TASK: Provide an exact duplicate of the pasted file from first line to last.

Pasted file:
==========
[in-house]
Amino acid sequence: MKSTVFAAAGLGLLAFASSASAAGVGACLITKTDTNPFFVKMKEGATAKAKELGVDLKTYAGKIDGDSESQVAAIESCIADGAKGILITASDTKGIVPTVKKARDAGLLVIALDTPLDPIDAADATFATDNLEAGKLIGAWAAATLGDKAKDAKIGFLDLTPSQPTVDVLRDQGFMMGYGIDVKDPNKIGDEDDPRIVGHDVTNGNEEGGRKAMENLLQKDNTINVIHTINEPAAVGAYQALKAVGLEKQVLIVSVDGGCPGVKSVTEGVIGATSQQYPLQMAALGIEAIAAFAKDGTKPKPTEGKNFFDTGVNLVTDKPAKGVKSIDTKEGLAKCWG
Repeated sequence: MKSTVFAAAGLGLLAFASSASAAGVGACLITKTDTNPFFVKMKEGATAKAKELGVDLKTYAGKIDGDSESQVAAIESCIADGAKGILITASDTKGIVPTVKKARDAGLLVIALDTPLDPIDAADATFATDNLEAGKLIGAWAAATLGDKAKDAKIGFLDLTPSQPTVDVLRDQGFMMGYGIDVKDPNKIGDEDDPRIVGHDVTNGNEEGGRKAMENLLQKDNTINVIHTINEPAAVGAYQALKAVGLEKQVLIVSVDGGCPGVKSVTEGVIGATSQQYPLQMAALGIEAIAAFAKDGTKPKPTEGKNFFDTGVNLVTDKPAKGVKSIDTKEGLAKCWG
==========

[in-house]
Amino acid sequence: MKSTVFAAAGLGLLAFASSASAAGVGACLITKTDTNPFFVKMKEGATAKAKELGVDLKTYAGKIDGDSESQVAAIESCIADGAKGILITASDTKGIVPTVKKARDAGLLVIALDTPLDPIDAADATFATDNLEAGKLIGAWAAATLGDKAKDAKIGFLDLTPSQPTVDVLRDQGFMMGYGIDVKDPNKIGDEDDPRIVGHDVTNGNEEGGRKAMENLLQKDNTINVIHTINEPAAVGAYQALKAVGLEKQVLIVSVDGGCPGVKSVTEGVIGATSQQYPLQMAALGIEAIAAFAKDGTKPKPTEGKNFFDTGVNLVTDKPAKGVKSIDTKEGLAKCWG
Repeated sequence: MKSTVFAAAGLGLLAFASSASAAGVGACLITKTDTNPFFVKMKEGATAKAKELGVDLKTYAGKIDGDSESQVAAIESCIADGAKGILITASDTKGIVPTVKKARDAGLLVIALDTPLDPIDAADATFATDNLEAGKLIGAWAAATLGDKAKDAKIGFLDLTPSQPTVDVLRDQGFMMGYGIDVKDPNKIGDEDDPRIVGHDVTNGNEEGGRKAMENLLQKDNTINVIHTINEPAAVGAYQALKAVGLEKQVLIVSVDGGCPGVKSVTEGVIGATSQQYPLQMAALGIEAIAAFAKDGTKPKPTEGKNFFDTGVNLVTDKPAKGVKSIDTKEGLAKCWG